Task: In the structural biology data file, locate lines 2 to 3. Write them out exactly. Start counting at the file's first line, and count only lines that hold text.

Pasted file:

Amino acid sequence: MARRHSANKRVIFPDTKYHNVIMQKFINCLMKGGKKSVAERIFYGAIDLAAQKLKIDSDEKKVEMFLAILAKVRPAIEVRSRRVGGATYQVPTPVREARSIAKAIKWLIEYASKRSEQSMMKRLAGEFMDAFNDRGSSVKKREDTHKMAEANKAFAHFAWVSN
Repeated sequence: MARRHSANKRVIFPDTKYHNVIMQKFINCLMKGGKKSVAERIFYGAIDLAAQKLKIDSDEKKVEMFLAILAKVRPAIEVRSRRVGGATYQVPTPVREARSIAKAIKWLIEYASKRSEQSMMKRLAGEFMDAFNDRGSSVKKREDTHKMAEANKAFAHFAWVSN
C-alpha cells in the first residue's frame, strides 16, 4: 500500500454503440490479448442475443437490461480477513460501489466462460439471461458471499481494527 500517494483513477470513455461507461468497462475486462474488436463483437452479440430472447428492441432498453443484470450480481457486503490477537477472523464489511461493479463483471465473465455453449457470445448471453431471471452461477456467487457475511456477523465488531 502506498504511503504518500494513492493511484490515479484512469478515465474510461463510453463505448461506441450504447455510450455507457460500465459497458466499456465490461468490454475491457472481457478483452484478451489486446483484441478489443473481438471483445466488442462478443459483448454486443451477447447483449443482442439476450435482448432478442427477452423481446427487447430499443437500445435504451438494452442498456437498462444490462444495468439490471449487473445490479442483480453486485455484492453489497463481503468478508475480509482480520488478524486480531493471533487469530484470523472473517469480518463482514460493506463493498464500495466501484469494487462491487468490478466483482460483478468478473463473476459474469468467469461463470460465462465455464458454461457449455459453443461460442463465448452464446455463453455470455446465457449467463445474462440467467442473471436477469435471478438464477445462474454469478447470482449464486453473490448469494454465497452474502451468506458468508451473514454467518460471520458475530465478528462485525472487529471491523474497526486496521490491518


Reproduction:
Repeated sequence: MARRHSANKRVIFPDTKYHNVIMQKFINCLMKGGKKSVAERIFYGAIDLAAQKLKIDSDEKKVEMFLAILAKVRPAIEVRSRRVGGATYQVPTPVREARSIAKAIKWLIEYASKRSEQSMMKRLAGEFMDAFNDRGSSVKKREDTHKMAEANKAFAHFAWVSN
C-alpha cells in the first residue's frame, strides 16, 4: 500500500454503440490479448442475443437490461480477513460501489466462460439471461458471499481494527 500517494483513477470513455461507461468497462475486462474488436463483437452479440430472447428492441432498453443484470450480481457486503490477537477472523464489511461493479463483471465473465455453449457470445448471453431471471452461477456467487457475511456477523465488531 502506498504511503504518500494513492493511484490515479484512469478515465474510461463510453463505448461506441450504447455510450455507457460500465459497458466499456465490461468490454475491457472481457478483452484478451489486446483484441478489443473481438471483445466488442462478443459483448454486443451477447447483449443482442439476450435482448432478442427477452423481446427487447430499443437500445435504451438494452442498456437498462444490462444495468439490471449487473445490479442483480453486485455484492453489497463481503468478508475480509482480520488478524486480531493471533487469530484470523472473517469480518463482514460493506463493498464500495466501484469494487462491487468490478466483482460483478468478473463473476459474469468467469461463470460465462465455464458454461457449455459453443461460442463465448452464446455463453455470455446465457449467463445474462440467467442473471436477469435471478438464477445462474454469478447470482449464486453473490448469494454465497452474502451468506458468508451473514454467518460471520458475530465478528462485525472487529471491523474497526486496521490491518